Do your best to drink plenty of water and other fluids each day. When it’s hot outside or you’re active, you’ll need to drink even more. You’ll also need to drink more if you have a fever, are vomiting or have diarrhea. Your dietitian can give you specific guidelines on how much is right for you.
Is it OK to drink alcohol? @(Model.HeadingTag)>
Before you choose to drink alcohol during your cancer treatment, talk to your healthcare team.
Alcohol can interfere with some cancer treatments and medicines. It can make side effects like a sore mouth and throat worse. And we now know that drinking any type of alcohol increases your risk of developing some types of cancer.
Should you take a vitamin and mineral supplement? @(Model.HeadingTag)>
The best way to get vitamins or minerals is to eat a well-balanced diet. If you do that, you usually get what you need to stay healthy.
Taking a regular-strength multivitamin and mineral supplement for your age group every day is often OK, but check with your healthcare team just to be sure.
There is no evidence that taking more than the recommended amounts of vitamins and minerals or that taking large amounts (megadoses) of any vitamin or mineral will improve your health or help to prevent or cure cancer.
In fact, taking too much of some types of vitamins or minerals can be harmful to your health – and it may even make cancer treatment less effective.
Is there a magic food that boosts your immune system? @(Model.HeadingTag)>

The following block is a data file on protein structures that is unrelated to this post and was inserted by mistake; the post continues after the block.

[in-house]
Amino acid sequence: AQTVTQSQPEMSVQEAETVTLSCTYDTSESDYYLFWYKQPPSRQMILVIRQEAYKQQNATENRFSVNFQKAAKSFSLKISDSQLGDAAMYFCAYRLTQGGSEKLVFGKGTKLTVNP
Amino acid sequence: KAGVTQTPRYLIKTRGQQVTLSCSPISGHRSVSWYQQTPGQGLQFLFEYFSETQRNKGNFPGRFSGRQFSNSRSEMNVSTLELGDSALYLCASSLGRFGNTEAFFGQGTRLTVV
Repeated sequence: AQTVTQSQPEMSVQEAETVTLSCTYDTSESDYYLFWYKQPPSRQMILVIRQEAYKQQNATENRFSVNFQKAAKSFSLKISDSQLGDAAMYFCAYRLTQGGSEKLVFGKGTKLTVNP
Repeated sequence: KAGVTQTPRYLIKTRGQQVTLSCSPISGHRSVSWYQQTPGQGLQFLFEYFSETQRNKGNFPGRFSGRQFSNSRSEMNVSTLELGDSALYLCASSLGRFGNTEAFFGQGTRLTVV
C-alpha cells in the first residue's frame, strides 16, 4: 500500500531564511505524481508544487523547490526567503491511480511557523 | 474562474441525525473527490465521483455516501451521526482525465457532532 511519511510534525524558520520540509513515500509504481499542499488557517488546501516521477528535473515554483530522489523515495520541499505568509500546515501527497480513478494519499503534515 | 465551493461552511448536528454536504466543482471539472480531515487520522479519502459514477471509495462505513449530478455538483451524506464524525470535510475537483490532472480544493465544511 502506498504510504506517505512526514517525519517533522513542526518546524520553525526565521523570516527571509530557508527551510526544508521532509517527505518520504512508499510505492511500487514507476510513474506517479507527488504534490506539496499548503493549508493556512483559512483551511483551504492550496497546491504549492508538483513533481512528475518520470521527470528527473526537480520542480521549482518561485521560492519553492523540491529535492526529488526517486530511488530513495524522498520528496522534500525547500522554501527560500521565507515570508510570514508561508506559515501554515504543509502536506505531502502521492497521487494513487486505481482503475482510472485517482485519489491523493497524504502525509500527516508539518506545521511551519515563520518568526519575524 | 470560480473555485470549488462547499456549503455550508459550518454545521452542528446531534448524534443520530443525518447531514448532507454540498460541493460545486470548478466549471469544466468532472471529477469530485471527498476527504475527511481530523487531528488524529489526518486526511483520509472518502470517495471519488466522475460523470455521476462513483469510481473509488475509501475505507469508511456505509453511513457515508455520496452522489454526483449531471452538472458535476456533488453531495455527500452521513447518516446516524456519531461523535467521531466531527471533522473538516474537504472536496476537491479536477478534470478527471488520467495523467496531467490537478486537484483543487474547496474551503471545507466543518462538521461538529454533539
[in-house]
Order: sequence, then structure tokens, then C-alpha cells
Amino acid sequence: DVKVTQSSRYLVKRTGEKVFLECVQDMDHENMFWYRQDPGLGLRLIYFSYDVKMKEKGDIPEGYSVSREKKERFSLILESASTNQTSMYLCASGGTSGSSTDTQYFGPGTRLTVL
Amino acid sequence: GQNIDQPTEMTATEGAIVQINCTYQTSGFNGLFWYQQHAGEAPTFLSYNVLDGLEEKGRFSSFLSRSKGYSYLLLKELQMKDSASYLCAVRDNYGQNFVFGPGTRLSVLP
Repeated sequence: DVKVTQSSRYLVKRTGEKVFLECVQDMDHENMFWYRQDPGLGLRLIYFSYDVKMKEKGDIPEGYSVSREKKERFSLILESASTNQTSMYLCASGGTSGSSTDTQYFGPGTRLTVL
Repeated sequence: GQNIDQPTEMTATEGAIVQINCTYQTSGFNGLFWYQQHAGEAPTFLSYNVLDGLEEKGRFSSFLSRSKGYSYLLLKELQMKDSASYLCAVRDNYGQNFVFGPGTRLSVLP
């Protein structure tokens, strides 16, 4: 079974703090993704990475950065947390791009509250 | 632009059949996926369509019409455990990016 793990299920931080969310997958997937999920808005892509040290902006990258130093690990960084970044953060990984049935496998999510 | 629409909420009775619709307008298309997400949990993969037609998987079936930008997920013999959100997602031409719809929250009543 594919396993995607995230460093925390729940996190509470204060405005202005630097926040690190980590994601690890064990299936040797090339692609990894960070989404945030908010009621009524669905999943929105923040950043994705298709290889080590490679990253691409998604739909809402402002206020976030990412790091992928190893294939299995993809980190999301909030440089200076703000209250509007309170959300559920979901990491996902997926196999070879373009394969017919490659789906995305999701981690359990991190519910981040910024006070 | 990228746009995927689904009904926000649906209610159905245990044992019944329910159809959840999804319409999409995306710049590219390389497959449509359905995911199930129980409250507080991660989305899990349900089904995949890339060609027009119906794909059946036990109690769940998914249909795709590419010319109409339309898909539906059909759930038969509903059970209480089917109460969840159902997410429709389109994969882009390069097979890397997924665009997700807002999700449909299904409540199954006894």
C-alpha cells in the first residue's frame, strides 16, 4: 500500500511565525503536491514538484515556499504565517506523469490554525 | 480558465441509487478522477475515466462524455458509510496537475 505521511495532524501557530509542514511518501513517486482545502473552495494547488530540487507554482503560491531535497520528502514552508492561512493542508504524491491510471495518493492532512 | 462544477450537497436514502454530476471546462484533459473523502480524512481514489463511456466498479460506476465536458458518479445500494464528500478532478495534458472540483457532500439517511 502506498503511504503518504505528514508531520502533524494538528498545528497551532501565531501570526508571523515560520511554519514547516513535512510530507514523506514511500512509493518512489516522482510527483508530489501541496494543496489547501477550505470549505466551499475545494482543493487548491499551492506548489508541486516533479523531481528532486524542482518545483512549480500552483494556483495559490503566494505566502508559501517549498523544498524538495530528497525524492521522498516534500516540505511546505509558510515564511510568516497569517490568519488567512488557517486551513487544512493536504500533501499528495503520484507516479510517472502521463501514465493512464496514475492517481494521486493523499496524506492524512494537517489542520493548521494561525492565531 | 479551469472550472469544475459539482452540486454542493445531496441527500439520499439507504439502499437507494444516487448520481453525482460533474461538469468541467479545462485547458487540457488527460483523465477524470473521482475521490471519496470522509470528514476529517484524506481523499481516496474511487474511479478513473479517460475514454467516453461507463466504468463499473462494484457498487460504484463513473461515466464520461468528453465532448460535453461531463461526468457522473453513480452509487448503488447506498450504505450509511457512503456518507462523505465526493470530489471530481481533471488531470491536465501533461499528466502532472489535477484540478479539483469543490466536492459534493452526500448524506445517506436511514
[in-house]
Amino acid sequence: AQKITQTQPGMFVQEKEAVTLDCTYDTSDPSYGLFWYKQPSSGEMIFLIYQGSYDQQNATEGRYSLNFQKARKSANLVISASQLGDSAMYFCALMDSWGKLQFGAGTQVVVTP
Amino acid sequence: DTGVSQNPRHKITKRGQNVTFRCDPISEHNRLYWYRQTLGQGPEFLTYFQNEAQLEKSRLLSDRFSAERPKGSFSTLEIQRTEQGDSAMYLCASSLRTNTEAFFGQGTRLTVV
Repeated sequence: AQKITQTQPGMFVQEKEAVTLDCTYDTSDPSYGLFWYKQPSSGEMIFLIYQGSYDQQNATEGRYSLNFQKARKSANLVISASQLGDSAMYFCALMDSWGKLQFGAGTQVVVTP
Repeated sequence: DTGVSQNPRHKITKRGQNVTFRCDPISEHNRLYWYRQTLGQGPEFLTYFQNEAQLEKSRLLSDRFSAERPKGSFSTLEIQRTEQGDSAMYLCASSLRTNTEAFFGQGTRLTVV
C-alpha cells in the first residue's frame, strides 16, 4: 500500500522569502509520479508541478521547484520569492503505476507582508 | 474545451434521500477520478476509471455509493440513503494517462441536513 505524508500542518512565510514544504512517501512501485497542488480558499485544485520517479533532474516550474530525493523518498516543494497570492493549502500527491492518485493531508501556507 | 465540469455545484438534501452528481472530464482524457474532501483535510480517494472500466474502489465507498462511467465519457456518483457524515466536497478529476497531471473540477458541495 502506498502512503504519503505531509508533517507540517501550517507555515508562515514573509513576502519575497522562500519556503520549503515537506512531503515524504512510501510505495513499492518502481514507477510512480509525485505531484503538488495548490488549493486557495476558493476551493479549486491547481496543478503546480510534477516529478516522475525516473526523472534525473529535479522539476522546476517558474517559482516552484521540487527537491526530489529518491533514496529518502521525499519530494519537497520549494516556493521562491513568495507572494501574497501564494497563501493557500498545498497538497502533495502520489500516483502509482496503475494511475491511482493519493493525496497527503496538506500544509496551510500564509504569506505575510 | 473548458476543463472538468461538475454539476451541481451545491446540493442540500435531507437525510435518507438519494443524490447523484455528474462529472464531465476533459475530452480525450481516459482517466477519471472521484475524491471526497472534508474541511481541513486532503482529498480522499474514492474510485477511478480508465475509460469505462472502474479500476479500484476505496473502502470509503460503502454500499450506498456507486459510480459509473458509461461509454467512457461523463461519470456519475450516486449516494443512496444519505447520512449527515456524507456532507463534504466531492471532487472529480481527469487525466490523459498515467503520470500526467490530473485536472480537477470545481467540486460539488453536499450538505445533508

Many people wonder whether eating specific foods will boost their immune system and help them fight cancer. No single diet, food or supplement can boost your immune system. The best thing you can do for your immune system is to follow an overall healthy lifestyle, which includes eating a balanced, healthy diet with a variety of foods.
Can a diet cure cancer? @(Model.HeadingTag)>
There is no scientific evidence that any specific food or diet (for example, the alkaline diet, a macrobiotic diet or the Gerson therapy diet) can cure cancer. Because these diets often restrict food choices (like meat, milk, eggs and even vegetables and fruit), they may not provide enough calories, protein, vitamins and minerals. This can lead to weight loss and poor nutrition.
If you’re considering an unconventional or alternative diet, talk to your healthcare team.
Expert review and references
Nutrition for cancer survivors. BC Cancer Agency. Oncology Nutrition - Nutrition and Cancer Prevention. Vancouver: BC Cancer Agency; 2005.
National Cancer Institute. Nutrition in Cancer Care (PDQ®) Health Professional Version . Besthesda, MD: National Cancer Institute; 2017: https://www.cancer.gov/about-cancer/treatment/side-effects/appetite-loss/nutrition-hp-pdq.
National Cancer Institute. Nutrition in Cancer Care (PDQ®) Patient Version. Bethesda, MD: National Cancer Institute; 2012.
Park CL . Healthy lifestyles in cancer survivorship: personalized approaches to change and maintenance. Lester JL & Schitt P (eds.). Cancer Rehabilitation and Survivorship: Transdisciplinary Approaches to Personalized Care. Pittsburg: Oncology Nursing Society; 2011: 29: pp. 307-315.
Pinto BM & Ciccolo JT . Motivation for lifestyle changes after cancer. Lester JL & Schitt P (eds.). Cancer Rehabilitation and Survivorship: Transdisciplinary Approaches to Personalized Care. Pittsburg: Oncology Nursing Society; 2011: 27: pp. 285-293.
Scroggs S, McKindley C. Nutrition. Foxhall LE, Rodriguez MA (eds.). Advances in Cancer Survivorship Management . New York: Springer; 2015: 287–298.